Cruz was born with Canadian citizenship which he renounced in May 2014, ten months prior to announcing his presidential run. The Post & Email’s comprehensive research into Cruz’s U.S. citizenship status, outside of the “natural born” question, yielded no documentation indicating that despite his many years in public life, Cruz was ever asked to respond to the question.
Apuzzo maintains a blog dealing almost exclusively with the “natural born Citizen” issue.
“Generally, state legislatures allow the popular vote in their state to determine which political party’s slate of electors it will appoint for purposes of its Electoral College vote,” the letter details at the bottom of page 1. “Necessarily, a state’s appointment of such electors is conditioned upon that state’s popular vote being legally cast. In other words, a state’s appointment of its electors must be predicated upon that state’s validly cast popular vote. If that state’s popular vote is not valid, then that state’s appointment of the slate of electors tied to that popular vote must fail. Additionally, with an invalid popular vote in any state, we cannot conclude that the votes of the Electoral College for that state were ‘regularly given.’ See 3 U.S.C. § 15.”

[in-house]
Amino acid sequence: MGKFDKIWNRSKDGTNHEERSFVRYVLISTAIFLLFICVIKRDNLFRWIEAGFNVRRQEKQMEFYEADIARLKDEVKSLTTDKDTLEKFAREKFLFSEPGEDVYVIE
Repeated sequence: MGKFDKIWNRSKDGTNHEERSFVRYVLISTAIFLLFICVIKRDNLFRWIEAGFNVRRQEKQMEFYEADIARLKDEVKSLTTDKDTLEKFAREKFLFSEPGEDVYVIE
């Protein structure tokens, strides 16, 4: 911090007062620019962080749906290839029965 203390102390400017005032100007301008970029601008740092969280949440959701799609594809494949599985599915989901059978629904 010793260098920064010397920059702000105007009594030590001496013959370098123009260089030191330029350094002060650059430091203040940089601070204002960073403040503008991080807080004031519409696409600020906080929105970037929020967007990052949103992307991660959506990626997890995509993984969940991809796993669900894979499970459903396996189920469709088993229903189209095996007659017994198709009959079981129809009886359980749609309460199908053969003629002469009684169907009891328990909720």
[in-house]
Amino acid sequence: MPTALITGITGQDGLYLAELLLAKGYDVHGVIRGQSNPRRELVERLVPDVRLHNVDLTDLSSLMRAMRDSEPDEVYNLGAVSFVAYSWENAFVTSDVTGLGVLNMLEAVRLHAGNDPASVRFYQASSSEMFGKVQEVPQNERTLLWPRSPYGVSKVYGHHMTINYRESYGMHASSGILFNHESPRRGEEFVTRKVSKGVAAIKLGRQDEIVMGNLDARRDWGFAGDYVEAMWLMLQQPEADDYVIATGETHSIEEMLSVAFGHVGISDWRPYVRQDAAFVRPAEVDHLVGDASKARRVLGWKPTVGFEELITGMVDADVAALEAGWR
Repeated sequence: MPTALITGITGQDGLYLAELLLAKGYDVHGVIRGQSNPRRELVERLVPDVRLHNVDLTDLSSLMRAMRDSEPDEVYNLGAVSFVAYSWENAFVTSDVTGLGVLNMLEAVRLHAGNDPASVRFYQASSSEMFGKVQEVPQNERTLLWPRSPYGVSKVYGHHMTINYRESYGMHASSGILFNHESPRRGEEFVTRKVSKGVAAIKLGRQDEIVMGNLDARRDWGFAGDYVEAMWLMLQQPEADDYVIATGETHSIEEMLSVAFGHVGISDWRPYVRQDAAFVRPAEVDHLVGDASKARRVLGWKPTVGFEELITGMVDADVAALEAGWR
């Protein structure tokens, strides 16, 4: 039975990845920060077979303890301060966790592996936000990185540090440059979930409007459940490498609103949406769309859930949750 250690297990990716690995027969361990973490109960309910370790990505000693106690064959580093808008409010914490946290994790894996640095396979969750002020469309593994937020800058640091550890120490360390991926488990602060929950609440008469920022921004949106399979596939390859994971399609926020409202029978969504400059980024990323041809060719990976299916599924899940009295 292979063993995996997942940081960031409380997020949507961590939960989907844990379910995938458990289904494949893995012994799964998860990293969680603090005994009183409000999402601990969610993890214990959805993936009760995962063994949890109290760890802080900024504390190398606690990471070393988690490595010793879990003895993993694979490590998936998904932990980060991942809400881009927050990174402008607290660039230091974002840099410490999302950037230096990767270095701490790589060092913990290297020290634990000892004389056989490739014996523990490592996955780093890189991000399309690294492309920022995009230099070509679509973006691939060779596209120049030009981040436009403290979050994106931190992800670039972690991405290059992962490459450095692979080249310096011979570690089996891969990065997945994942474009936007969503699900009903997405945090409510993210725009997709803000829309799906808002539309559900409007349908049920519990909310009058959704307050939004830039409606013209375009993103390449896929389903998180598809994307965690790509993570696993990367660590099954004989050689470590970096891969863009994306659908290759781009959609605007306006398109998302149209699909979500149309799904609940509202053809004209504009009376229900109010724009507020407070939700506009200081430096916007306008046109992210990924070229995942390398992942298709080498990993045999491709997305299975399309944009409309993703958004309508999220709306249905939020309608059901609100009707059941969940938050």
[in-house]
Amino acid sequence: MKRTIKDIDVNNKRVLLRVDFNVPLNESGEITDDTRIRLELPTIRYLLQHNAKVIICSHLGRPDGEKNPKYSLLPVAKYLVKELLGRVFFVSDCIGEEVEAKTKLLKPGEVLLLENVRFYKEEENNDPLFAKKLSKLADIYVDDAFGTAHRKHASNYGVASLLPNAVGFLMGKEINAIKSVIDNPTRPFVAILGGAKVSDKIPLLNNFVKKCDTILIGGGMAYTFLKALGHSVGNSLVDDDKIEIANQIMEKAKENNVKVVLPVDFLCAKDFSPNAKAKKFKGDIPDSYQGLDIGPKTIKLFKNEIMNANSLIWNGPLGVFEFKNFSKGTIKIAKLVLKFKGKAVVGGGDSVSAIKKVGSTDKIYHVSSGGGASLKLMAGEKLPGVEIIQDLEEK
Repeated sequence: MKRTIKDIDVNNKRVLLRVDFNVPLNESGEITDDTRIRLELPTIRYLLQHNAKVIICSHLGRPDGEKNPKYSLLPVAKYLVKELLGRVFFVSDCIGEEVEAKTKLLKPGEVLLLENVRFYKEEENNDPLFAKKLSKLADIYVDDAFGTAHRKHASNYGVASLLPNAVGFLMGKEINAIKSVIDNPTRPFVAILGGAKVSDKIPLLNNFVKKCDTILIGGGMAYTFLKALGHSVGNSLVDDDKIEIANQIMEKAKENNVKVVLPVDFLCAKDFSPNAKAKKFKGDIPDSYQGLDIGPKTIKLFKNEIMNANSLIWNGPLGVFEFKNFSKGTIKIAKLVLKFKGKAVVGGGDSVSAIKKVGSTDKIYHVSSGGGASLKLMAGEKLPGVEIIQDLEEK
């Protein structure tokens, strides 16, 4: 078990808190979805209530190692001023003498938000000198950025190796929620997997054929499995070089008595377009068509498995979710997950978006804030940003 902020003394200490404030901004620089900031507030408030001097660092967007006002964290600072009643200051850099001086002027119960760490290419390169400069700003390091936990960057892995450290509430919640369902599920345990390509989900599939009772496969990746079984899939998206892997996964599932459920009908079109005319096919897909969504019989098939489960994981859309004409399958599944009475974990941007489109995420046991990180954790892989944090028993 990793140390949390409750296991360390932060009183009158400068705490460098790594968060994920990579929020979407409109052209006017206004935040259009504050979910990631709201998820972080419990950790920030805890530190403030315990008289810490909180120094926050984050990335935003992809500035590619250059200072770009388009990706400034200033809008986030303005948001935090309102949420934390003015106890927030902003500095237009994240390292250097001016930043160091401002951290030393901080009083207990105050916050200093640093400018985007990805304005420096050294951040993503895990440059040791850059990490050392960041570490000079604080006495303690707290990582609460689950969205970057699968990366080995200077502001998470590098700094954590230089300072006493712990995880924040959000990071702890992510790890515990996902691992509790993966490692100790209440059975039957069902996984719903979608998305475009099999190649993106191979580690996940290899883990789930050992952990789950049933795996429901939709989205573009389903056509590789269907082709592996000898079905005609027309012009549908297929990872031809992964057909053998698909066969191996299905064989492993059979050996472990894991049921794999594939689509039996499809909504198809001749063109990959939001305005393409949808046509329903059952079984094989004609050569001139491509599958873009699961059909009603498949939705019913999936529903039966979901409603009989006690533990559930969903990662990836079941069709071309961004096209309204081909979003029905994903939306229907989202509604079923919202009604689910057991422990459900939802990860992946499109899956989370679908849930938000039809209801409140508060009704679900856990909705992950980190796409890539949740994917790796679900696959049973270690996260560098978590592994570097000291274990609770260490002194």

That section of the cited statute reads: